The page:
In a practical TERS measurement, the tip apex has to approach the substrate sufficiently close, because the EM field significantly increases with the decrease of the distance between the tip and the substrate [49,51, 52, 53, 54, 55]. The typical working distance is ca. 1–2 nm. In addition, both experimental results and theoretical simulations have demonstrated that the properties of substrate can dramatically influence the field enhancement [49,56, 57, 58]. According to the substrate materials, the TERS working mode can be categorized into two types: uncoupled and coupled. The uncoupled-type TERS usually involves the use of substrates of dielectric materials (SiO2, Al2O3, etc.), which gives a weak enhancement [49,56]. It will not lead to an obvious shift of the LSPR peak of the tip compared with that of an isolated tip . The coupled-type TERS, also called gap-mode TERS, employs a substrate of noble metals (Au, Ag, and Cu), which will induce a strong electromagnetic coupling between the tip and substrate and result in a huge field enhancement and an obvious red shift (by tens of nanometer) of the LSPR peak . It has been found that the TERS enhancement of the coupled type is hundreds of times larger than that of the uncoupled type [49,56]. Therefore, most of the works with single-molecule sensitivity were achieved by using the coupled-type TERS. In comparison with noble metals, the use of transition metals (Pd, Pt, Ni, etc.) as substrates gives a weaker TERS enhancement due to the lower density of the surface conduction electrons [33,49,56]. Therefore it is challenging to obtain TERS signals from the transition metals that are important in surface science and heterogeneous catalysis. Anyhow, the enhancement from transition metals is still about 100 times higher than the uncoupled type, pointing to the promising future of this direction. Furthermore, it was found that the nanoscale roughness on the noble metal substrates can increase TERS enhancement by an order of magnitude .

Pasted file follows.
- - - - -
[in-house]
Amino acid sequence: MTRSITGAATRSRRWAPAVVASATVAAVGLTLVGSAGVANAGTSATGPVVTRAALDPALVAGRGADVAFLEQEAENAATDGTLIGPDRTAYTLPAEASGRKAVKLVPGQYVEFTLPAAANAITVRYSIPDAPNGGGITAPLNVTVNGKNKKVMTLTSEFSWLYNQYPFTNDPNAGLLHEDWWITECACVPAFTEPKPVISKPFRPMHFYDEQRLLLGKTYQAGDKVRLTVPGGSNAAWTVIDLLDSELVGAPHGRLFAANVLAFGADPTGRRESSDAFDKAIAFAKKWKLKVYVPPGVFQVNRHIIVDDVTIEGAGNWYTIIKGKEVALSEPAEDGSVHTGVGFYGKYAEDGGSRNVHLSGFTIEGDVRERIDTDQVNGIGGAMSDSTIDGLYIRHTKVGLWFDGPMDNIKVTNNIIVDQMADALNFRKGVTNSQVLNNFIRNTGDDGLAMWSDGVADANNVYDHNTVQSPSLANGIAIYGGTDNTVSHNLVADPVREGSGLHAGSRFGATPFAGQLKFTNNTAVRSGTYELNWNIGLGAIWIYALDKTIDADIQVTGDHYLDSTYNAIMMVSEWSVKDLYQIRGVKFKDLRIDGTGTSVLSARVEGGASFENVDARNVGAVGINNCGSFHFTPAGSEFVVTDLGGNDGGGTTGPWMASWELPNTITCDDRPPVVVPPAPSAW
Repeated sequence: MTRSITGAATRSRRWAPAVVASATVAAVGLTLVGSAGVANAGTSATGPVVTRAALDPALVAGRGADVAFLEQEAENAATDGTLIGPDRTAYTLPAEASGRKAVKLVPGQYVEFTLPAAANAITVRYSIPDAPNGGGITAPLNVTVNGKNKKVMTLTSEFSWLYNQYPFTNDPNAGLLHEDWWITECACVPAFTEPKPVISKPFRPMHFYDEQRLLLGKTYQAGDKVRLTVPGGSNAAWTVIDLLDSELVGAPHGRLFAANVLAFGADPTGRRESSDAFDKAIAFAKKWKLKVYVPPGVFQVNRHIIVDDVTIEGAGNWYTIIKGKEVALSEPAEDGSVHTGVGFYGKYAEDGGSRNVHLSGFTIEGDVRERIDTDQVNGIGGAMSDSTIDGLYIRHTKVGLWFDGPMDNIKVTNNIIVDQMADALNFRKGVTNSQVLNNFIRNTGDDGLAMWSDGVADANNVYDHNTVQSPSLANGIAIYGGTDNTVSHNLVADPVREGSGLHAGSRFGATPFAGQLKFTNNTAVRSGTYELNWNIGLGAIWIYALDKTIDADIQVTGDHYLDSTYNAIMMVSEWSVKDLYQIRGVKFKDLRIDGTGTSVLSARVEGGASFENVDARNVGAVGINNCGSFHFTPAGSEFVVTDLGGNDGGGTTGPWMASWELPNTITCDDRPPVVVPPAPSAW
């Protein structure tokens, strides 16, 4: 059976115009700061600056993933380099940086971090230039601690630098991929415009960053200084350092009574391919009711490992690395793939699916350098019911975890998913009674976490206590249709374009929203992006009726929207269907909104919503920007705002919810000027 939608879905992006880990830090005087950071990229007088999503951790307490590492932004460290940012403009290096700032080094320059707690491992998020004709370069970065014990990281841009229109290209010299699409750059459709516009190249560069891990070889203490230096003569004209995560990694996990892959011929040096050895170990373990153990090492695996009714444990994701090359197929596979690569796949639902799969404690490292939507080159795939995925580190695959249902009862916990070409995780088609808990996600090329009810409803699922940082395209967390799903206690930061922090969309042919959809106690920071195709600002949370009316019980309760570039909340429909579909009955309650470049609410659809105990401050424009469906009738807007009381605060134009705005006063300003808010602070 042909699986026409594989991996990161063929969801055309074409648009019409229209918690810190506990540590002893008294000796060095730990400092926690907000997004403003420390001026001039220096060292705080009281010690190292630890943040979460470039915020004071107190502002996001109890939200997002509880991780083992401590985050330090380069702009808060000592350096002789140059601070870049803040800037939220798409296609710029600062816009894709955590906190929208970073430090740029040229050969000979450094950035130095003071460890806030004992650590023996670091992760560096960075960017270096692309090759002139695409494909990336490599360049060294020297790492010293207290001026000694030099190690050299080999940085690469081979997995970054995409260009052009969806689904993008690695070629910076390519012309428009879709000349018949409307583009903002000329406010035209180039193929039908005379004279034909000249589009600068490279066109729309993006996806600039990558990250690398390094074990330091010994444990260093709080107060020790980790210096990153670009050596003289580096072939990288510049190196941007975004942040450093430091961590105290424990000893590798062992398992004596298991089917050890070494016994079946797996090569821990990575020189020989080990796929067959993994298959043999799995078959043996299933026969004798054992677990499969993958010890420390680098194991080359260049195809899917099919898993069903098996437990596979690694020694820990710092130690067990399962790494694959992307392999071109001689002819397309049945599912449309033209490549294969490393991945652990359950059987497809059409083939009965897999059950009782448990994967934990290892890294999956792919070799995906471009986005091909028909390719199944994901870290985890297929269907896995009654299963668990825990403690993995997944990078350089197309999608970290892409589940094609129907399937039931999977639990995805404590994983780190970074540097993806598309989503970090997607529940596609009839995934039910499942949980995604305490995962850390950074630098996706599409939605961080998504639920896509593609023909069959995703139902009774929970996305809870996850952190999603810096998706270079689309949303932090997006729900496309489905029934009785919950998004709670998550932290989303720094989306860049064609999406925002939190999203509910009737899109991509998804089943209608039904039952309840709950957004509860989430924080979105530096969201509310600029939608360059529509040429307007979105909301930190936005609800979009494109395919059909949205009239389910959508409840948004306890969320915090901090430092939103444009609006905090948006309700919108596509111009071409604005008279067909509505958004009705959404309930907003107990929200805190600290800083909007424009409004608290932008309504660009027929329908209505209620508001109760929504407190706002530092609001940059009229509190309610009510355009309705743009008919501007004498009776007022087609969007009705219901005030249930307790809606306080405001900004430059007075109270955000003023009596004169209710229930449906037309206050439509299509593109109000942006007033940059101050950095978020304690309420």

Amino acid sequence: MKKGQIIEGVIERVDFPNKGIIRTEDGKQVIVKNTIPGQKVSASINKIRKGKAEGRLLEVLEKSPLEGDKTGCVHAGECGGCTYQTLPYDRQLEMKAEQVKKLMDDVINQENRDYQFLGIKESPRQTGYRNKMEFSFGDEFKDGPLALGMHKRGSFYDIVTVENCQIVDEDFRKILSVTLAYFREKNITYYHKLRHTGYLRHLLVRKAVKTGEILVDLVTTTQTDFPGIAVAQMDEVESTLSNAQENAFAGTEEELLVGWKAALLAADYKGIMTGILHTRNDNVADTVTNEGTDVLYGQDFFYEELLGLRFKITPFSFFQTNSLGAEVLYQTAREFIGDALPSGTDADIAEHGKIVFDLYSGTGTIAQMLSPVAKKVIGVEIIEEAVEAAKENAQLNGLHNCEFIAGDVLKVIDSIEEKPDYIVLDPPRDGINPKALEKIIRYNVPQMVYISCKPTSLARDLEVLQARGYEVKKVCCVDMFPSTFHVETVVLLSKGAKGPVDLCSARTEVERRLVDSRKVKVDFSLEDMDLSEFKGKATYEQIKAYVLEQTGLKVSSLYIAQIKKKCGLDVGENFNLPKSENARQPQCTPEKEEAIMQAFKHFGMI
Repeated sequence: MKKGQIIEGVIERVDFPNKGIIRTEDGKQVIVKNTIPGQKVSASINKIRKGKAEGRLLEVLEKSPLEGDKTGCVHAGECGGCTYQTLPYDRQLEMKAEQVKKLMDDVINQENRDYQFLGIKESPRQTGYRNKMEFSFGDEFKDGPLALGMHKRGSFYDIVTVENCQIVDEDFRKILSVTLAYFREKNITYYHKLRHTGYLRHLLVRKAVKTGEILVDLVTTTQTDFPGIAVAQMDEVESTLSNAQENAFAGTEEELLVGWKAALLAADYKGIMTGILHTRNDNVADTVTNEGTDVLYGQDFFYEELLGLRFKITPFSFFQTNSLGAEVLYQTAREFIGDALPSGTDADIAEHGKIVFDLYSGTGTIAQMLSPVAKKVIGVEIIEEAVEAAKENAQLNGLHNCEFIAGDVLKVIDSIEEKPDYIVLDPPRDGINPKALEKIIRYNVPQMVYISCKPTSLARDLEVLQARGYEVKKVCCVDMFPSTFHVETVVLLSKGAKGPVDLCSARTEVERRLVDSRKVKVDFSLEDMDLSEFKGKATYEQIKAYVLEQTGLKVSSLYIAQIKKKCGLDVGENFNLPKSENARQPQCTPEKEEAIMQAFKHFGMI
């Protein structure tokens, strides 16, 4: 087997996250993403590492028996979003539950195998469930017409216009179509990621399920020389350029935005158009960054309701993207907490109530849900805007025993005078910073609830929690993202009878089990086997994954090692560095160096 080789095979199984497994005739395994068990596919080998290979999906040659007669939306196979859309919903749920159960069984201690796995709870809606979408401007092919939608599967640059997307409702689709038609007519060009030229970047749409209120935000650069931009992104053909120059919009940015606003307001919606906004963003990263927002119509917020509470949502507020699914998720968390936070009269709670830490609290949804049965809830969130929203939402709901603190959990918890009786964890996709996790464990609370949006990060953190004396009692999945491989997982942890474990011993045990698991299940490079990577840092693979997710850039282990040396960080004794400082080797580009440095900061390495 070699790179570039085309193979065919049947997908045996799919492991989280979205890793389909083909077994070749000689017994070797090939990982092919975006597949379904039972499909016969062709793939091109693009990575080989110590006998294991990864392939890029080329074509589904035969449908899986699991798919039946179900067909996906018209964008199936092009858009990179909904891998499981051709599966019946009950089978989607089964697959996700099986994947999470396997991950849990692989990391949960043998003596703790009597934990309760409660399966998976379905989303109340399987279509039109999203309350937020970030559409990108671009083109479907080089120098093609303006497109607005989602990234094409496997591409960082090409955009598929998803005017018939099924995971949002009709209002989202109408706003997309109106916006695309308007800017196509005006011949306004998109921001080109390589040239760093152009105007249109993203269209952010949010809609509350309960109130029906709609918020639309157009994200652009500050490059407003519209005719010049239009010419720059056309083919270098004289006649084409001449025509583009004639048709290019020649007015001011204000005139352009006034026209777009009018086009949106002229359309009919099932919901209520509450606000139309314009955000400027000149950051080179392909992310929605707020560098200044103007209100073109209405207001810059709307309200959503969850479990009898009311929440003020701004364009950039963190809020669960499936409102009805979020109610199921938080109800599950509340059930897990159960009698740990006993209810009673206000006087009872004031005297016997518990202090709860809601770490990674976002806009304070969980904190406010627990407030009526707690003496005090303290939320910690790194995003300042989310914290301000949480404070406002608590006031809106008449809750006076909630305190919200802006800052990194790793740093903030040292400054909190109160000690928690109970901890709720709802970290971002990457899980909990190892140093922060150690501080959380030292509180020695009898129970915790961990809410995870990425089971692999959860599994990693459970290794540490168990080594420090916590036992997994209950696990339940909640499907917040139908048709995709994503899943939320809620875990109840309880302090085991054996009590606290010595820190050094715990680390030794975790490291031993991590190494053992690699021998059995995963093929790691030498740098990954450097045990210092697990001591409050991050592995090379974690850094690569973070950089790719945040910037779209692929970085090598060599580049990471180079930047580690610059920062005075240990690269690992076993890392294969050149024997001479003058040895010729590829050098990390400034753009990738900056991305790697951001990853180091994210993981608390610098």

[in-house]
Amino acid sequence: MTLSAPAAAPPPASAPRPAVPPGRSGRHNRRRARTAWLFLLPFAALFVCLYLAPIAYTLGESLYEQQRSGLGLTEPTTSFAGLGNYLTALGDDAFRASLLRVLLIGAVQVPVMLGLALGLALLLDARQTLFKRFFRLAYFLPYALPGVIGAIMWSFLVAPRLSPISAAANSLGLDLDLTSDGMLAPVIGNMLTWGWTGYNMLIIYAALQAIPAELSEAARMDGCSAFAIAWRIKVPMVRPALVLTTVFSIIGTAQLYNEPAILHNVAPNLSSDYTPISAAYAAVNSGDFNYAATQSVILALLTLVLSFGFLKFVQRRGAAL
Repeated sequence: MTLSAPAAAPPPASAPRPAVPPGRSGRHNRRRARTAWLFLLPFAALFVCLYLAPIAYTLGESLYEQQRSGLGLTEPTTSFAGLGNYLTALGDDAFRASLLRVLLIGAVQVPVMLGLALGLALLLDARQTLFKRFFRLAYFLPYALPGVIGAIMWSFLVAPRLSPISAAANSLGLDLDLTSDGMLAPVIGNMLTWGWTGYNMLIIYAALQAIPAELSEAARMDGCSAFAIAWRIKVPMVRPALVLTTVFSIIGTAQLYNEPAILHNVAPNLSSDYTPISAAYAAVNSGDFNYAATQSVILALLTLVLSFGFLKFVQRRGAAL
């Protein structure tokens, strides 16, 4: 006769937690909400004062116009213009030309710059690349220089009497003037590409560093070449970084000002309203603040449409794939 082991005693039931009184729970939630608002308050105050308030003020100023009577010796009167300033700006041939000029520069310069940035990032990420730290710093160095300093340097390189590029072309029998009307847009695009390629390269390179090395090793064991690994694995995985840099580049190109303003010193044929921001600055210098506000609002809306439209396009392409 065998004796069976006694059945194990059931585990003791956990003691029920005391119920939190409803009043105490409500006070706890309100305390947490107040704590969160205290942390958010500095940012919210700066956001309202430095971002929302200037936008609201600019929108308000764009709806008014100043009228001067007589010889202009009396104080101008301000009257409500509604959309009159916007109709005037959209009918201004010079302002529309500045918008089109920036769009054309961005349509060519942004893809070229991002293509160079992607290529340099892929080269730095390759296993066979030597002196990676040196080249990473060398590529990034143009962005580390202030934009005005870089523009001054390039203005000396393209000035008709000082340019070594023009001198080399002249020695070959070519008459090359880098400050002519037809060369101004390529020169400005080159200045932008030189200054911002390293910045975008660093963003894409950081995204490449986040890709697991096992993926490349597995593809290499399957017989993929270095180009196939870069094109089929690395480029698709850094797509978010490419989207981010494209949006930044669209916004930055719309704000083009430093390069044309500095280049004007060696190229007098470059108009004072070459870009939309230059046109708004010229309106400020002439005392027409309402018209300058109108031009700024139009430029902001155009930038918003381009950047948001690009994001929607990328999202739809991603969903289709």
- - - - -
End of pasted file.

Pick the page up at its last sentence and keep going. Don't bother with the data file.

It is well known that the dielectric permittivity of the surrounding medium can affect the LSPR position of metal nanostructures. We would expect a sizable red shift of the LSPR peaks when the tip is in water compared with that in air  without much change in the enhancement . However, more delicate calculation is still necessary to obtain the exact peak position. For the sake of comparison, there is about a 30-nm red shift of the LSPR peak when a Ag nanoparticle is immersed in water compared with that in air .
In addition to the aforementioned three variables (laser, substrate, and surrounding medium), the TERS enhancement also depends strongly on the tip itself. In the following section, we focus on the influence of the tip parameters on the TERS enhancement.
The conclusion of this part is that a higher spatial resolution can be achieved at a smaller tip radius both for the uncoupled and coupled-type TERS. However, the enhancement follows different trends depending on the substrate properties. For the uncoupled type, the trend is that the smaller the tip, the higher the enhancement. However, for the coupled type, the maximum TERS enhancement can be achieved when the tip radius is in the range of 50 to 80 nm.